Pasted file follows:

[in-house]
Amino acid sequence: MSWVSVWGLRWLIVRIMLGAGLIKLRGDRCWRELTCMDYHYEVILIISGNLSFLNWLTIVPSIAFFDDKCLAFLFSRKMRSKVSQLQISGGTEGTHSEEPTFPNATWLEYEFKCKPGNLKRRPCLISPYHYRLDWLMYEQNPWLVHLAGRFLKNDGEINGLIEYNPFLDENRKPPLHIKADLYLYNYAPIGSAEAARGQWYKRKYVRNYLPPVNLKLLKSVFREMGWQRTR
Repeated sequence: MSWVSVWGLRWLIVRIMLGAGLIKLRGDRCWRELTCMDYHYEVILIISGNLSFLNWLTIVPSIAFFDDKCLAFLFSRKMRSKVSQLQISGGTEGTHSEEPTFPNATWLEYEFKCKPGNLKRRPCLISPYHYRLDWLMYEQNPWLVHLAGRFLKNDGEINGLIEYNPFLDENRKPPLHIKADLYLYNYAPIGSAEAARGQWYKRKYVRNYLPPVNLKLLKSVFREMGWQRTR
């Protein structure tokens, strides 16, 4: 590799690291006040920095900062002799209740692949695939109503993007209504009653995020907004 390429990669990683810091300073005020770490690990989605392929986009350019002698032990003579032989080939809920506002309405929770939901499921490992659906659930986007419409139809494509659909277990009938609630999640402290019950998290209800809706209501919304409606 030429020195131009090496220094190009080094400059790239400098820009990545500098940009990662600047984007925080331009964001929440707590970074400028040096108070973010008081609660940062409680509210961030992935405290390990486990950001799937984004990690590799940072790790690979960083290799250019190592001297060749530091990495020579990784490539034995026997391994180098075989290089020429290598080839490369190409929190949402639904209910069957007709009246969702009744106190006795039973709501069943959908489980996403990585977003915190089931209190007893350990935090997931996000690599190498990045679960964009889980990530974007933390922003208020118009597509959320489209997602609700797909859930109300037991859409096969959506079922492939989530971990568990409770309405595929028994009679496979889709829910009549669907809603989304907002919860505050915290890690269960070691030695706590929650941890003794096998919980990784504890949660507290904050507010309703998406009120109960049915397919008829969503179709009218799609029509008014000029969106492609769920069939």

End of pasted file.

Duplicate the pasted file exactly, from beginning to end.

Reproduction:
[in-house]
Amino acid sequence: MSWVSVWGLRWLIVRIMLGAGLIKLRGDRCWRELTCMDYHYEVILIISGNLSFLNWLTIVPSIAFFDDKCLAFLFSRKMRSKVSQLQISGGTEGTHSEEPTFPNATWLEYEFKCKPGNLKRRPCLISPYHYRLDWLMYEQNPWLVHLAGRFLKNDGEINGLIEYNPFLDENRKPPLHIKADLYLYNYAPIGSAEAARGQWYKRKYVRNYLPPVNLKLLKSVFREMGWQRTR
Repeated sequence: MSWVSVWGLRWLIVRIMLGAGLIKLRGDRCWRELTCMDYHYEVILIISGNLSFLNWLTIVPSIAFFDDKCLAFLFSRKMRSKVSQLQISGGTEGTHSEEPTFPNATWLEYEFKCKPGNLKRRPCLISPYHYRLDWLMYEQNPWLVHLAGRFLKNDGEINGLIEYNPFLDENRKPPLHIKADLYLYNYAPIGSAEAARGQWYKRKYVRNYLPPVNLKLLKSVFREMGWQRTR
């Protein structure tokens, strides 16, 4: 590799690291006040920095900062002799209740692949695939109503993007209504009653995020907004 390429990669990683810091300073005020770490690990989605392929986009350019002698032990003579032989080939809920506002309405929770939901499921490992659906659930986007419409139809494509659909277990009938609630999640402290019950998290209800809706209501919304409606 030429020195131009090496220094190009080094400059790239400098820009990545500098940009990662600047984007925080331009964001929440707590970074400028040096108070973010008081609660940062409680509210961030992935405290390990486990950001799937984004990690590799940072790790690979960083290799250019190592001297060749530091990495020579990784490539034995026997391994180098075989290089020429290598080839490369190409929190949402639904209910069957007709009246969702009744106190006795039973709501069943959908489980996403990585977003915190089931209190007893350990935090997931996000690599190498990045679960964009889980990530974007933390922003208020118009597509959320489209997602609700797909859930109300037991859409096969959506079922492939989530971990568990409770309405595929028994009679496979889709829910009549669907809603989304907002919860505050915290890690269960070691030695706590929650941890003794096998919980990784504890949660507290904050507010309703998406009120109960049915397919008829969503179709009218799609029509008014000029969106492609769920069939």